Distributors across the U.S. continue to encounter price increases on raw materials from their suppliers and waiting for prices to stabilize isn’t an option. Before deciding to cut your losses with a supplier, consider these strategies for working around rising supplier costs.
What’s the cost of each step of the manufacturing process?
Charting how much each step of the manufacturing process costs is one way to understand where increased costs are coming from. Communicate with all involved in the process — the more information shared throughout the supply chain, the better.
If you find areas where prices have increased, make changes to protect your operations from spikes in supplier pricing. Consumers can sometimes take on costs that you can no longer afford.
If that doesn’t work, look for other ways to increase your profits and cut costs, ultimately helping you weather the storm of high supplier costs. Many companies, for example, stock extra inventory because of a lack of supply chain visibility. Having reliable information on future orders prevents unnecessary overstocking.
Understanding the demand can also allow you to tap into lower costs by bulk-purchasing raw materials. As a bonus, bulk buying often carries extra leverage with suppliers and can give you some control over the relative price of materials.
In addition, energy costs can add up quickly in large warehouses, so explore energy-efficient equipment and conserve energy whenever possible to save cash. Other resource-saving strategies include scheduling a regular night shift instead of overtime for workers and subleasing your facility when you’re not using it.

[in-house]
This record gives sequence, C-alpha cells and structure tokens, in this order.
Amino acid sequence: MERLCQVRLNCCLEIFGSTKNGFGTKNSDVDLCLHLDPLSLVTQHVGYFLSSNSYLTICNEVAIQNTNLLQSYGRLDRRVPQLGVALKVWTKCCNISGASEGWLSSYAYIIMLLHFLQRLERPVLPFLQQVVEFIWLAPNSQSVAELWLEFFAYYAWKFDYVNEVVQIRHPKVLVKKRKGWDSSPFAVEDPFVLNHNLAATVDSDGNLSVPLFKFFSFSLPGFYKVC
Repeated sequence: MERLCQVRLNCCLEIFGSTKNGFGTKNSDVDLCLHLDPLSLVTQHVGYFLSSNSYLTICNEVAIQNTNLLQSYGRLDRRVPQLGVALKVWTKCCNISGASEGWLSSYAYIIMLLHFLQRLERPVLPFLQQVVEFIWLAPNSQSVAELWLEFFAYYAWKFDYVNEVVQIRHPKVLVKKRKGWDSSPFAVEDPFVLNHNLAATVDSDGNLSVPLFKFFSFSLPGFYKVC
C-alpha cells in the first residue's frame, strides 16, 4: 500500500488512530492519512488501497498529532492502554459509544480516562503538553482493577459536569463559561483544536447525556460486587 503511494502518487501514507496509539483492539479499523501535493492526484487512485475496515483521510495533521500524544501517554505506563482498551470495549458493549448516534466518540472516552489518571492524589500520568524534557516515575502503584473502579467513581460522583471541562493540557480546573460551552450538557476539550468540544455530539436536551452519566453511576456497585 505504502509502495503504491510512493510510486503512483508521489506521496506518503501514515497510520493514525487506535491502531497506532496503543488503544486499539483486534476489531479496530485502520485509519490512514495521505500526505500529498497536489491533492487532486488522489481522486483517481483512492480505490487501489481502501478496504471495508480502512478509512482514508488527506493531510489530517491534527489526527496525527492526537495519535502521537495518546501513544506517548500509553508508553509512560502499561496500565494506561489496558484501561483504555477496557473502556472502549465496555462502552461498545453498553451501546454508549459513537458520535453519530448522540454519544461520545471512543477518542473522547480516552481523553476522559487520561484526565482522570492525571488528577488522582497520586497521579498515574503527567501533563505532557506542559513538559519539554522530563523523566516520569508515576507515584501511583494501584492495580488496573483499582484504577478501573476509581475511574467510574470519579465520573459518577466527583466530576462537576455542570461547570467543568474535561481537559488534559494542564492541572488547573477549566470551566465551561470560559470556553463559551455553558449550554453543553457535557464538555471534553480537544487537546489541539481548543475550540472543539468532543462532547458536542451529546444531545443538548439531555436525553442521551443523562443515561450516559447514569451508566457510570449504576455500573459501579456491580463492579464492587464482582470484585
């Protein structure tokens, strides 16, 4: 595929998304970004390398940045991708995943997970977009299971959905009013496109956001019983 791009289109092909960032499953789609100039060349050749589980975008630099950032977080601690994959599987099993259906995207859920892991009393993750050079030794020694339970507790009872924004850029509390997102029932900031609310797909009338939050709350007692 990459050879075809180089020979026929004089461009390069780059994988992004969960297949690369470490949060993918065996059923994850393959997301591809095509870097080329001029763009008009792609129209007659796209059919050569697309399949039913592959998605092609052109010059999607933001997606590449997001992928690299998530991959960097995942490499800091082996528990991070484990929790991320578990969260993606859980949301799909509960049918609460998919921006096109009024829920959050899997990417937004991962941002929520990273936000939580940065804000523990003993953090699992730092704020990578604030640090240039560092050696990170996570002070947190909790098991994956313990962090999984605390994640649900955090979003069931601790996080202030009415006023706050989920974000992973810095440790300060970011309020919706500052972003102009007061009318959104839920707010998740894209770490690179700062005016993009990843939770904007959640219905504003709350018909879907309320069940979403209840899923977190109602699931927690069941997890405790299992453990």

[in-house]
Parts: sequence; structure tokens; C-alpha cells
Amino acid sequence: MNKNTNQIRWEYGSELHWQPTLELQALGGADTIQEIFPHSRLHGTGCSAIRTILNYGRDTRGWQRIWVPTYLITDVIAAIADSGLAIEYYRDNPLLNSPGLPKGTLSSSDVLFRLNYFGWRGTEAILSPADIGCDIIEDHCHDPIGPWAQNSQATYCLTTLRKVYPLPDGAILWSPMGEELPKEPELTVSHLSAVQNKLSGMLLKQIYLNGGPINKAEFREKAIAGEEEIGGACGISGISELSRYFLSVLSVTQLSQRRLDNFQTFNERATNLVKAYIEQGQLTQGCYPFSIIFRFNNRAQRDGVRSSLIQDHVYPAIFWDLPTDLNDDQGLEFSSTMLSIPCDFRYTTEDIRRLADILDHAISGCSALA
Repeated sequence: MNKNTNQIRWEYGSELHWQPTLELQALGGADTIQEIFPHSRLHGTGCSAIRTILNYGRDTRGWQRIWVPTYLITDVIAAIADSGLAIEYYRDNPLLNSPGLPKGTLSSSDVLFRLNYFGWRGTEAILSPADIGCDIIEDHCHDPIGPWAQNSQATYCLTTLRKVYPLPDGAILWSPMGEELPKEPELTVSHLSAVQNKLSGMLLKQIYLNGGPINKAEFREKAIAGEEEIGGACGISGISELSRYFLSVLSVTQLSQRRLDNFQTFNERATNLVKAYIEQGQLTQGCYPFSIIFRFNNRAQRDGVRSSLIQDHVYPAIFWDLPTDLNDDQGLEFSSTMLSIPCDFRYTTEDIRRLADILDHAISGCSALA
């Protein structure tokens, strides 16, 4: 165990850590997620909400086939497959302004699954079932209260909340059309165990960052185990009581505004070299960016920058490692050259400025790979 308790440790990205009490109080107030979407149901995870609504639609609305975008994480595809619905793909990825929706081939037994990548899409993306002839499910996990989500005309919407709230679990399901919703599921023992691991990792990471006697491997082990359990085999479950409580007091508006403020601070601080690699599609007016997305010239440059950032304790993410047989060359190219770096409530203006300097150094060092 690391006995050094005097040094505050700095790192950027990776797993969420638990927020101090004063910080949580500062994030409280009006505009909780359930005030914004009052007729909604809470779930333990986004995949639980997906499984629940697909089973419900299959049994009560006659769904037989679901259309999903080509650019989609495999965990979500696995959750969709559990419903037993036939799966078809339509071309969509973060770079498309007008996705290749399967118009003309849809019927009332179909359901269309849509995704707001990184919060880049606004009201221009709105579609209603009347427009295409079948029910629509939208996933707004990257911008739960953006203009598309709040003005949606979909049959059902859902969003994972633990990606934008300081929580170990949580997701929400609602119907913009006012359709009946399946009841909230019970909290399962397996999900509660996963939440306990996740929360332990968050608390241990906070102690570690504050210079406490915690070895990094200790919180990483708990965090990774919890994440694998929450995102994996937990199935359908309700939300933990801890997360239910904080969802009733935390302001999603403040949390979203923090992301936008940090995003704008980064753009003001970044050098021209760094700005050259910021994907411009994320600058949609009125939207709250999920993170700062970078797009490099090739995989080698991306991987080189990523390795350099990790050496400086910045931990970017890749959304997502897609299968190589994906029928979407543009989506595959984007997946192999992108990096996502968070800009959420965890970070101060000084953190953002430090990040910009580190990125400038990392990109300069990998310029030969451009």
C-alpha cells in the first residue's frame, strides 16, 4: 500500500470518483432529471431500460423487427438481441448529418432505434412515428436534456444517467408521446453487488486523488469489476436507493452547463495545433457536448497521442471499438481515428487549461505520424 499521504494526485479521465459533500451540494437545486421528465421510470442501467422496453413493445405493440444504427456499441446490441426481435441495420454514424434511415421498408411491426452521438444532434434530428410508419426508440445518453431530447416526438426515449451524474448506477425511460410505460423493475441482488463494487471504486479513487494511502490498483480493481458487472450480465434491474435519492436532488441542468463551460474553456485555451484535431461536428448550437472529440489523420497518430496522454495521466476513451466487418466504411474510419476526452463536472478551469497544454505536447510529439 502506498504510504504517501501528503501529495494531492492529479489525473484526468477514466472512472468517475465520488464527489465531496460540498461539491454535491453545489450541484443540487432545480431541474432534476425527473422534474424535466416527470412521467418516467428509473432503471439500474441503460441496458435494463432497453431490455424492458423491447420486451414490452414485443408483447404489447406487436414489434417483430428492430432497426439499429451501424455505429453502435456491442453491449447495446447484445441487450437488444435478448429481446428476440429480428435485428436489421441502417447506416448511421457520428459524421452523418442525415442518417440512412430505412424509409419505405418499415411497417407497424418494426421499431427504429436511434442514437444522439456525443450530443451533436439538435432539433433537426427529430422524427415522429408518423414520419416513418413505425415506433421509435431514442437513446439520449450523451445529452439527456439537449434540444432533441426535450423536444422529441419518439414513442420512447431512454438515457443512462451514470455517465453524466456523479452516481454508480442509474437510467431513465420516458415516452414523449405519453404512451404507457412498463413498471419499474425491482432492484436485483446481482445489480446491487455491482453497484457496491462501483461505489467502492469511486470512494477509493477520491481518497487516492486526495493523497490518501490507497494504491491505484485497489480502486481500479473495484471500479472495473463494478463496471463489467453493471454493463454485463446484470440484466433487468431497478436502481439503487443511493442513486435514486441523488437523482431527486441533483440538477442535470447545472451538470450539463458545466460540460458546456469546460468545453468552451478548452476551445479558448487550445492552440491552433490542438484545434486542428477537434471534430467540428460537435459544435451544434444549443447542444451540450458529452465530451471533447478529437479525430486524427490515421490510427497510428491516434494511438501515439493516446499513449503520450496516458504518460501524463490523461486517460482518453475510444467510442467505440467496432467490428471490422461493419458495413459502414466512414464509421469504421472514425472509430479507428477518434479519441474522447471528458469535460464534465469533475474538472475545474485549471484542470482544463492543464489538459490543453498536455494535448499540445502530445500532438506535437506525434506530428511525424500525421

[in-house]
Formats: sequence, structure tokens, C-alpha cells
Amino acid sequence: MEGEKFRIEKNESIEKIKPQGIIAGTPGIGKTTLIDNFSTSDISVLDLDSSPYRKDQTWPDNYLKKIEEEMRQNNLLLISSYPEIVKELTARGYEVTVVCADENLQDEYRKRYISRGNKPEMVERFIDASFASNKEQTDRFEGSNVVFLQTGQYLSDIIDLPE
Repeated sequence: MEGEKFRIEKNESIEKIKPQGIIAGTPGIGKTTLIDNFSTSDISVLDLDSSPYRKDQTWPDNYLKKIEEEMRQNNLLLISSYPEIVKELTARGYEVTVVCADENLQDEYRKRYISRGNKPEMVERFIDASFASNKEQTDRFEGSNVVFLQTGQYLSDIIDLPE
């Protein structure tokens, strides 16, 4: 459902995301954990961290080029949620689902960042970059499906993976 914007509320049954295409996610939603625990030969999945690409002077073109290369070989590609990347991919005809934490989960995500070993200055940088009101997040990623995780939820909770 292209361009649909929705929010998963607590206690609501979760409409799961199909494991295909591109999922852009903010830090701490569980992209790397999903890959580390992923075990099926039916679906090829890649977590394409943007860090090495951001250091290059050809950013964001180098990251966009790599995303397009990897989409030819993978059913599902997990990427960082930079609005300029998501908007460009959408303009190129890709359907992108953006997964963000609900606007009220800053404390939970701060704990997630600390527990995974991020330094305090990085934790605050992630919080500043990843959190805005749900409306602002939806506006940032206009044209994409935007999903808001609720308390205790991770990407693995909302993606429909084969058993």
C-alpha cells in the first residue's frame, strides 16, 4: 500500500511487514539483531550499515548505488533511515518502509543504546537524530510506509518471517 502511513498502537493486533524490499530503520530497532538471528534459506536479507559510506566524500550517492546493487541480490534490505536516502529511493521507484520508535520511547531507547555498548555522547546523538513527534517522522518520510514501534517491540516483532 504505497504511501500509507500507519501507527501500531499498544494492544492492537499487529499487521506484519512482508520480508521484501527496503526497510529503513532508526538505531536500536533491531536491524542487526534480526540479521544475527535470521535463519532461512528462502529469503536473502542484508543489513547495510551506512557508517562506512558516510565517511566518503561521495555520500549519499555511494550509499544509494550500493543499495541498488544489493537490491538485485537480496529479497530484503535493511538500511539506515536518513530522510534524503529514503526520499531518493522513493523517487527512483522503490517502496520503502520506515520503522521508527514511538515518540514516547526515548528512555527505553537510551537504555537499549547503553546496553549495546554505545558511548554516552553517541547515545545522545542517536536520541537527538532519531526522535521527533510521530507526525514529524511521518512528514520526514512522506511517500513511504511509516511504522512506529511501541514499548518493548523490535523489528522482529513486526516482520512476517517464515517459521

Who are your strong supplier relationships?
Loyalty and respect can prove valuable in relationships with suppliers, who usually make the final call on price increases. Keep your suppliers happy by doing the little things, such as paying your invoices on time. Suppliers also appreciate getting ample lead time on orders.
When you’re on the phone placing orders or talking with your supplier for any other reason, open up a little. They’ll appreciate learning more about your business, and it might help you figure out more practical solutions on both ends. Taking the time to visit suppliers’ headquarters or inviting suppliers to company events is another way to foster a deeper level of trust and respect.
Building strong working relationships with suppliers can help you make compromises and reach fair prices, even during hard times. Conversely, if you haven’t built a good repertoire with your suppliers, don’t expect special treatment.
Is it time to find new suppliers?
When all else fails, sometimes forging ahead with a new supplier is the most fiscally responsible route. Choosing the wrong supplier, however, can cause more problems than it solves, though, so performing due diligence is a must to find the best match.
Make sure that your business partner’s prices and payment terms allow you to meet your revenue targets, and that the supplier will be a reliable source for you long term. In some cases, you may need to explore new options for supplies, such as sourcing raw materials from lower-priced economies. You may also need to spend more on extra management upfront to ensure a smooth transition and avoid having the supplier change disrupt your supply chain.
How to make it work for you?
Rising supplier costs are a result of increasing raw material and shipping costs. To combat these cost increases, trim your costs in-house, foster stronger supplier relationships or, as a last resort, find a new supplier. Consult with your financial advisor to make sure your course of action is right for your distribution company.